Researchers at The Institute of Cancer Research, London, found that using two types of drug known as FGFR inhibitors and EGFR inhibitors together had a more dramatic and longer-lasting effect on tumours in mice than single drug therapy.
The research was funded by Cancer Research UK and is published in the journal Cancer Discovery.
Around 40% of bladder cancers are caused by genetic mutations which over-activate a protein called FGFR3, causing cells to divide uncontrollably. However, treatment is not as simple as just blocking FGFR3.
“Resistance is a major problem,” said study leader Dr Nicholas Turner, head of the molecular oncology team at the Institute of Cancer Research (ICR) and Honorary Consultant in Medical Oncology at The Royal Marsden. “It is difficult to know how tumours will respond to FGFR inhibitors and what causes resistance.”
In the new study, Dr Turner’s team found that resistance to FGFR inhibitors was strongly related to the action of EGFR. EGFR is another protein involved in cell division, and is implicated in the growth of many cancers. The team found that when they blocked FGFR, the activity of EGFR increased to compensate.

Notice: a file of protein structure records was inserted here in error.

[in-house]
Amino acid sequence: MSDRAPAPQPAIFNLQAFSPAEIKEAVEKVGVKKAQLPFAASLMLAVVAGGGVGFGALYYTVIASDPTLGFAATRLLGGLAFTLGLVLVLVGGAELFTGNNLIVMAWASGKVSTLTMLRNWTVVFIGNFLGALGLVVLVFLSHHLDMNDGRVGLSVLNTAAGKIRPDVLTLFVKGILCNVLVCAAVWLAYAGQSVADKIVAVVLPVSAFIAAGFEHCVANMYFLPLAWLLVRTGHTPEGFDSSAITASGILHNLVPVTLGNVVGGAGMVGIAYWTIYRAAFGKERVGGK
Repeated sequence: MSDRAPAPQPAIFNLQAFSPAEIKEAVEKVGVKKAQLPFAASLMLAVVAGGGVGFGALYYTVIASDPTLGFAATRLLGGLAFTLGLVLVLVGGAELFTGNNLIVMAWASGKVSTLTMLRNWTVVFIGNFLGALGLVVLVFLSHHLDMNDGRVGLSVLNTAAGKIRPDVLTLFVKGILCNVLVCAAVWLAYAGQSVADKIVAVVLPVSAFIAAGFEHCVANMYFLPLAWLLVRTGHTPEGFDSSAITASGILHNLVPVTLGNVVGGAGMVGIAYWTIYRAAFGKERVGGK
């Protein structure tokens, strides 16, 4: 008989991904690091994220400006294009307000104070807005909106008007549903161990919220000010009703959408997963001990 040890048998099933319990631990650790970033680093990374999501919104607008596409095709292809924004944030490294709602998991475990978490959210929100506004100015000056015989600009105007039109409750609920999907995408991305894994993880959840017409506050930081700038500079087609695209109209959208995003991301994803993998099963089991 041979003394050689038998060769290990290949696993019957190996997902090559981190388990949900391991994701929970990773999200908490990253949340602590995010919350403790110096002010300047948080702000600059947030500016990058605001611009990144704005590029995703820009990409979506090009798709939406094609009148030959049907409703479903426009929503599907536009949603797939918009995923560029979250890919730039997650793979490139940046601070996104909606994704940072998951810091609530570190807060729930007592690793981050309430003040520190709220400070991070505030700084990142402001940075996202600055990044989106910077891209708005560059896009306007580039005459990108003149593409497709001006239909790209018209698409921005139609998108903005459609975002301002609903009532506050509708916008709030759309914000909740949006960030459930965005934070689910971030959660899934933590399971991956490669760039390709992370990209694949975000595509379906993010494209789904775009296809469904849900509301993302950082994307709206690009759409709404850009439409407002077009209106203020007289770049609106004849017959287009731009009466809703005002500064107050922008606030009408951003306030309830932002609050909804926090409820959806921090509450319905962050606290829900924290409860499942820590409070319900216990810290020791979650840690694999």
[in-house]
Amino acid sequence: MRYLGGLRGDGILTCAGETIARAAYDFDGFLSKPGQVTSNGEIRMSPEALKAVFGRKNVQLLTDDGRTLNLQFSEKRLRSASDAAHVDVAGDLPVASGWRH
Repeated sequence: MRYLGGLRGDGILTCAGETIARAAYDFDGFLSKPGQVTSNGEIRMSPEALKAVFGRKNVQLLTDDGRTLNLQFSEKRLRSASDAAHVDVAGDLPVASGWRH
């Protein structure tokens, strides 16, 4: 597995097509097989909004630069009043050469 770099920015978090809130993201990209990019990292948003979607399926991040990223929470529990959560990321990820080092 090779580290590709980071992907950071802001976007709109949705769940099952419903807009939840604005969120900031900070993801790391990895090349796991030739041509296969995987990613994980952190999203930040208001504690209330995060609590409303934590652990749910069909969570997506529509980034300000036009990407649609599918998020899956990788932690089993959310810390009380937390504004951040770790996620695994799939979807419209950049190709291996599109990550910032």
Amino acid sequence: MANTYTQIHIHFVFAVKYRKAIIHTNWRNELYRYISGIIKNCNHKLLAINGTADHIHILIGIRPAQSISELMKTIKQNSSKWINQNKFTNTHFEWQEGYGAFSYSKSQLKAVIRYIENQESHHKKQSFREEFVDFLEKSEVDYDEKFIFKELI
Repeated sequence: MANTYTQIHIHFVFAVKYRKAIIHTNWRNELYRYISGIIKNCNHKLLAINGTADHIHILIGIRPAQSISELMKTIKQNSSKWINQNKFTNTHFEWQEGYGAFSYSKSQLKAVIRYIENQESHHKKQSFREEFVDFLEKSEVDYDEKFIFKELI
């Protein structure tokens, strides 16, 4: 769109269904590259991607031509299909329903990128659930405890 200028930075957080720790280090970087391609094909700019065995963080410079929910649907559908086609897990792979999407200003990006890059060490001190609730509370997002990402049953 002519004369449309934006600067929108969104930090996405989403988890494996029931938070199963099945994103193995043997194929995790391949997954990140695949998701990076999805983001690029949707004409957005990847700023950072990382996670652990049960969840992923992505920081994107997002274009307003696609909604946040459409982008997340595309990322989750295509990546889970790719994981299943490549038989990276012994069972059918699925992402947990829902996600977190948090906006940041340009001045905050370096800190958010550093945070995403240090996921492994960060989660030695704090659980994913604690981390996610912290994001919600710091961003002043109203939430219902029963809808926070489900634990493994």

The study showed that combining FGFR and EGFR inhibitors significantly increased the overall effectiveness of treatments. Whereas FGFR inhibitors alone did stop tumour growth, they continued to grow rapidly once treatment was stopped. By contrast, combining FGFR and EGFR inhibitors actually caused tumours to shrink and remain reduced after treatment.
Dr Turner said: “We found that combining FGFR and EGFR inhibitors led to sustained tumour reduction, making it a promising treatment strategy. Although other resistances may develop after we block EGFR, we can start by addressing this main resistance and tackle any other issues as they arise.”
Understanding the relationship between FGFR and EGFR could ultimately lead to improved treatments for bladder cancer as well as other cancers with mutated FGFR genes.
Dr Robert Huddart, Reader in Urological Oncology at the ICR and Consultant Clinical Oncologist at The Royal Marsden, said: “New therapies for bladder cancer are urgently needed, with no major advances in drug treatment for more than 10 years Both FGFR and EGFR mutations seem to be important mutations in bladder cancer development and studies of agents against both mutations are underway in the UK and beyond. This work suggests that a new approach attacking both abnormalities may be more effective and better for patients than attacking each individually. This holds hope for better treatment approaches for bladder cancer patients.”